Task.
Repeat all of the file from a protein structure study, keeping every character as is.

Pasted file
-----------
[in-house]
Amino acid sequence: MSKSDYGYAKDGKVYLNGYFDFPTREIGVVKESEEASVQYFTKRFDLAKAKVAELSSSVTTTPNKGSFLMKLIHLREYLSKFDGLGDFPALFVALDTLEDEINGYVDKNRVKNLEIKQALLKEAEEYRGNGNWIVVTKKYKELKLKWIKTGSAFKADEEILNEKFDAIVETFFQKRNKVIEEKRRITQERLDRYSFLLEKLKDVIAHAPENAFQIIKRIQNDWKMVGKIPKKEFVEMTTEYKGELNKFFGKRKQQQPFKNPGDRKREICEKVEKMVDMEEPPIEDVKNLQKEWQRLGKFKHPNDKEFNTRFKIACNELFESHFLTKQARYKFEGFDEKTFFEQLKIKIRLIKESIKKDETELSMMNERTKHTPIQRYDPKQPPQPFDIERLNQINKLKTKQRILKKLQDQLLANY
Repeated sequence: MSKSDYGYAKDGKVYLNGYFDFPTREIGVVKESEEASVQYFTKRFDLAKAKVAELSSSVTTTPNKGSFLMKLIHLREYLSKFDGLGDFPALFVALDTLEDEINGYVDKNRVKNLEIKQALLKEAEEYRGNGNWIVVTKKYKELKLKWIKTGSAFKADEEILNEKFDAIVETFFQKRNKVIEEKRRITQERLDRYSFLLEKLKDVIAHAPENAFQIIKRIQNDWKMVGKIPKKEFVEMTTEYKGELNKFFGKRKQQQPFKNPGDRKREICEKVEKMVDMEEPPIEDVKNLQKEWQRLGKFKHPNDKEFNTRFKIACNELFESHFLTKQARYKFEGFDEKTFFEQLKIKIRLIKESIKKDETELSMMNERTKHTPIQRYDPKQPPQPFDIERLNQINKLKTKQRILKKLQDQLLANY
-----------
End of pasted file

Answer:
[in-house]
Amino acid sequence: MSKSDYGYAKDGKVYLNGYFDFPTREIGVVKESEEASVQYFTKRFDLAKAKVAELSSSVTTTPNKGSFLMKLIHLREYLSKFDGLGDFPALFVALDTLEDEINGYVDKNRVKNLEIKQALLKEAEEYRGNGNWIVVTKKYKELKLKWIKTGSAFKADEEILNEKFDAIVETFFQKRNKVIEEKRRITQERLDRYSFLLEKLKDVIAHAPENAFQIIKRIQNDWKMVGKIPKKEFVEMTTEYKGELNKFFGKRKQQQPFKNPGDRKREICEKVEKMVDMEEPPIEDVKNLQKEWQRLGKFKHPNDKEFNTRFKIACNELFESHFLTKQARYKFEGFDEKTFFEQLKIKIRLIKESIKKDETELSMMNERTKHTPIQRYDPKQPPQPFDIERLNQINKLKTKQRILKKLQDQLLANY
Repeated sequence: MSKSDYGYAKDGKVYLNGYFDFPTREIGVVKESEEASVQYFTKRFDLAKAKVAELSSSVTTTPNKGSFLMKLIHLREYLSKFDGLGDFPALFVALDTLEDEINGYVDKNRVKNLEIKQALLKEAEEYRGNGNWIVVTKKYKELKLKWIKTGSAFKADEEILNEKFDAIVETFFQKRNKVIEEKRRITQERLDRYSFLLEKLKDVIAHAPENAFQIIKRIQNDWKMVGKIPKKEFVEMTTEYKGELNKFFGKRKQQQPFKNPGDRKREICEKVEKMVDMEEPPIEDVKNLQKEWQRLGKFKHPNDKEFNTRFKIACNELFESHFLTKQARYKFEGFDEKTFFEQLKIKIRLIKESIKKDETELSMMNERTKHTPIQRYDPKQPPQPFDIERLNQINKLKTKQRILKKLQDQLLANY